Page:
Attorney general speaks on state’s opioid problem

Published 10:55 pm Friday, November 3, 2017

L.V. Stabler’s senior care unit and the Greenville Area Chamber of Commerce presented Purple with a Purpose for Alzheimer’s Disease Awareness and Caregivers Month at LBW’s Wendell Mitchell Center Friday.

Among a slate of speakers was Alabama attorney general Steve Marshall, who spoke on the role that caregivers, law enforcement and other institutions can play in the opioid crisis sweeping the nation.

Eighty-five percent of the opioids manufactured on the planet are consumed in the United States, which accounts for less than 5 percent of the world’s population.

For Marshall, that points to at least a pair of significant factors.

“One, we probably have greater access to medical care here than many of those who surround us or across the world,” he said. “But I also think we’ve begun to demand pain management differently than our peers.

“I remember as a young boy getting my wisdom teeth taken out.  I didn’t necessarily have a fun experience with that; it hurt, but I got Tylenol. By daughter had her wisdom teeth taken out at about the same age, and she went home with Percocet.”

Marshall went on to illustrate the scale of the opioid crisis with a startling statistic; 147 people die each day nationwide to opioid abuse.  In Alabama, the number of deaths due to opioids has quadrupled since 1999.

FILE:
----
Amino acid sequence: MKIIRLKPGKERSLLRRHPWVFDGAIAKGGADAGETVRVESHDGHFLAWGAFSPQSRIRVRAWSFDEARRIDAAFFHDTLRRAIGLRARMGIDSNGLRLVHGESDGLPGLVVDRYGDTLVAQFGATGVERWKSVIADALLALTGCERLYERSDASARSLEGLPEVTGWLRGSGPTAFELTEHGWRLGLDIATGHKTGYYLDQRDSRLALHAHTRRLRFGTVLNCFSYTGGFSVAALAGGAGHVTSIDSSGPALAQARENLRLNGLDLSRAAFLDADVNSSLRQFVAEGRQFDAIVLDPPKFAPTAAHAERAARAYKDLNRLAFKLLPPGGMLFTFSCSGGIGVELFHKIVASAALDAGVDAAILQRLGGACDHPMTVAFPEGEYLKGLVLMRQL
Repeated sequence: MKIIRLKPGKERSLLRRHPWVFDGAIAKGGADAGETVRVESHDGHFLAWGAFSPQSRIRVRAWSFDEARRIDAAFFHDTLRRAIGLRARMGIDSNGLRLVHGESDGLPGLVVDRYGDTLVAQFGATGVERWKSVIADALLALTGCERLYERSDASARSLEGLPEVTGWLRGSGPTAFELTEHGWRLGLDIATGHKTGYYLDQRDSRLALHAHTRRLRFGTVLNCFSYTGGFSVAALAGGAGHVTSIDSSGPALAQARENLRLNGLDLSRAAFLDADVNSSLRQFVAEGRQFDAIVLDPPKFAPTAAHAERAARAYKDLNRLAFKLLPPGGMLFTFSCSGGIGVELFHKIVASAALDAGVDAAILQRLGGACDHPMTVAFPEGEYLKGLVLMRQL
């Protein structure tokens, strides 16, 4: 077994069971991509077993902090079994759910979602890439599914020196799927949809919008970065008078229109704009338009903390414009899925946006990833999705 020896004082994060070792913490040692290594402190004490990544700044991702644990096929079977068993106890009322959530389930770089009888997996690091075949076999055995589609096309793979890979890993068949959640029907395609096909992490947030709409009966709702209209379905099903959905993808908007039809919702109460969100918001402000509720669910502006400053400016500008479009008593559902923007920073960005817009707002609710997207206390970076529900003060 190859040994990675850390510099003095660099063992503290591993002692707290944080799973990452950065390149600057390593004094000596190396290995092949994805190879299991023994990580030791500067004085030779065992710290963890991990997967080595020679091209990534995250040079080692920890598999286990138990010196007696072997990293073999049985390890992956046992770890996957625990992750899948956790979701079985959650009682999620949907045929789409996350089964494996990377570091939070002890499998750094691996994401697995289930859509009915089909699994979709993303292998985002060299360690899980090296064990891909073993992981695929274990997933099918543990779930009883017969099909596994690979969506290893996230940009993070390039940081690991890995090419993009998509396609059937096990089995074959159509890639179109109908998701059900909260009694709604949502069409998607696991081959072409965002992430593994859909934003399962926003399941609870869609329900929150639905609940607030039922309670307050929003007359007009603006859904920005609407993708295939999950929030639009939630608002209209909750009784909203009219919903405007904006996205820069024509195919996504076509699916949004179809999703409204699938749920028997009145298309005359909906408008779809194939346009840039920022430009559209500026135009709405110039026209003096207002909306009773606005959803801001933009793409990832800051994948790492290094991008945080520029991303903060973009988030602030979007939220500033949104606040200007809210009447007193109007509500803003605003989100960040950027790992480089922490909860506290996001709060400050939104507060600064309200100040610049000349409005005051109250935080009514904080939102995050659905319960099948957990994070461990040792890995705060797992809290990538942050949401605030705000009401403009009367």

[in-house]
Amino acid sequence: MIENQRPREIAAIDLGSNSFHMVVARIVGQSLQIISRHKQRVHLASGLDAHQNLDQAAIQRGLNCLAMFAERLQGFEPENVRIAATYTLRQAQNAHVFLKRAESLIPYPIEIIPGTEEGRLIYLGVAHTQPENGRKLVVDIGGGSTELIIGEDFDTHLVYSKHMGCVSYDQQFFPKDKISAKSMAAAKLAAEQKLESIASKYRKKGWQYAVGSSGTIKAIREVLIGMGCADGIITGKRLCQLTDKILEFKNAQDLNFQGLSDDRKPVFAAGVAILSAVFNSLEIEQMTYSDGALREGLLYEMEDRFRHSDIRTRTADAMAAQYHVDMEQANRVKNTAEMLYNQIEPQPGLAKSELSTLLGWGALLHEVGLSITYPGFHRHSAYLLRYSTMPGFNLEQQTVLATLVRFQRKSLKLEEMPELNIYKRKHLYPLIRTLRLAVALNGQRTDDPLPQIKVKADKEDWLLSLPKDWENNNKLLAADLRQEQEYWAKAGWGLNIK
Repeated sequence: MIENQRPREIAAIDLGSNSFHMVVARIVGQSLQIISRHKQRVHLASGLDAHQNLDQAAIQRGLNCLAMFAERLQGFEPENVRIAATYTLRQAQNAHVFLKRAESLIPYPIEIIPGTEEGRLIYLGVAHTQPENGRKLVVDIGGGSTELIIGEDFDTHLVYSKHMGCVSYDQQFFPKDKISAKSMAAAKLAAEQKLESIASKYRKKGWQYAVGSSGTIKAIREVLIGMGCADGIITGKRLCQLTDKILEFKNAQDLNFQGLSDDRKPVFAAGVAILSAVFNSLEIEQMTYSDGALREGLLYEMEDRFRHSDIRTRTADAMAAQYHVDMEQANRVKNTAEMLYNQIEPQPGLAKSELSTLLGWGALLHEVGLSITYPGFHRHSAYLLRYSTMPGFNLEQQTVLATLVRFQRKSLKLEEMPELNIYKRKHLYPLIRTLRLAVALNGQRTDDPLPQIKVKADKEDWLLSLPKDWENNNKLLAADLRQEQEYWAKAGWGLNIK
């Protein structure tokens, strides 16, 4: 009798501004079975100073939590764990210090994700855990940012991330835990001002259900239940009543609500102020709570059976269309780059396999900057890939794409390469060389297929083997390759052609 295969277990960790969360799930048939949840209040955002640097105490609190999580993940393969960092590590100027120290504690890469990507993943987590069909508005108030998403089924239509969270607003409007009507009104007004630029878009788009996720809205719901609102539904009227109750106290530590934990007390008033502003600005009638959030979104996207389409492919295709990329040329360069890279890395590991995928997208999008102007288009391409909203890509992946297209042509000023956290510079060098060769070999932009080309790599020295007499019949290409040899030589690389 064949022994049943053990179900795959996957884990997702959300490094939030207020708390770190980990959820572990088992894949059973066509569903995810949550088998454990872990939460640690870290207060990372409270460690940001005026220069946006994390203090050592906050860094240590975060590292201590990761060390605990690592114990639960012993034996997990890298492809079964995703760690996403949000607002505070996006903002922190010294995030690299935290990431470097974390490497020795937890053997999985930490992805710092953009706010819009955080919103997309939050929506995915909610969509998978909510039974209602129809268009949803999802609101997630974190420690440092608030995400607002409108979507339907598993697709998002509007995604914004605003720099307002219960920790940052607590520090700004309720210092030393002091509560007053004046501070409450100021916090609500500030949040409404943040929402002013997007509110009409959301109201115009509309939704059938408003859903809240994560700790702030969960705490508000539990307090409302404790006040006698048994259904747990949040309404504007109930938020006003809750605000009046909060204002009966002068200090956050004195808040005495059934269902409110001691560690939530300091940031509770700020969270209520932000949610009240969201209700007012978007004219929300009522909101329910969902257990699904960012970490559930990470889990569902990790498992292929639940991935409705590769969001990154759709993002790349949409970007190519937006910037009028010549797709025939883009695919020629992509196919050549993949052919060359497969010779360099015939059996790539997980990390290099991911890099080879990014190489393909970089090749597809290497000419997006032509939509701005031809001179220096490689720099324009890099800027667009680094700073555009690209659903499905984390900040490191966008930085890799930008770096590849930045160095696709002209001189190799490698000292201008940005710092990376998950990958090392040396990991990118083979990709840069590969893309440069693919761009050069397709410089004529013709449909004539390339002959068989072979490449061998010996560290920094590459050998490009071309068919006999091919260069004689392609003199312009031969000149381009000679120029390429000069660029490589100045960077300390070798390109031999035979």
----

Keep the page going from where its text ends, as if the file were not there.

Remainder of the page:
“We’re losing more people nationally every three weeks than those who died in 9/11,” Marshall said.

Alabama in No. 1 in the country per capita in the number of prescriptions issued for opioids at 1.2 per person.

“I do think that sometimes crisis is a word that gets thrown out too often,” Marshall said.

“This is a crisis.  And it’s a crisis different from other drugs we’ve seen that are subject to abuse because of the number of people we’re losing.”

Marshall added that law enforcement has a role to play in curbing the epidemic, citing a potential fentanyl trafficking bill as an example of steps the state legislature could take.

Whereas a trafficking charge for meth requires 28 grams, Marshall said that four grams, or four sugar packets’ worth, of fentanyl could kill a conference room full of people.

Marshall also discussed the importance of the Alabama Prescription Drug Monitoring Program (PDMP), which was developed to detect diversion, abuse and misuse of prescription medications.

“The idea is if I’m an addict showing up at my family doctor on Monday with knee pain, and that doctor gives me 30 days’ worth of Lortab, and then when I show up at another doctor Tuesday complaining of back pain and I say I need Percocet, that doctor would know that I was just at someone’s office the day before,” Marshall said.

He added that a monetary investment of $1.2 million would be required to make the program as effective as it could be, but Alabama’s resource struggles would make the funding of the PDMP a challenge.

“A robust, effective and thoroughly used PDMP does more to affect overdose death than anything we could do,” he added.

The final component to battling the opioid crisis, Marshall said, was increased community engagement and education of youth on the dangers of prescription drug abuse.

Without that, he said, all of the policy changes in the world would mean nothing.

“But I’m encouraged, because I really do think people are committed to this going forward, greater recognition of problem,” he said.

“There is no silver bullet.  There is no singular answer.  Alabama is going to be a little different from our neighboring states, but I also think there are some things that they are doing that we can do here in Alabama.”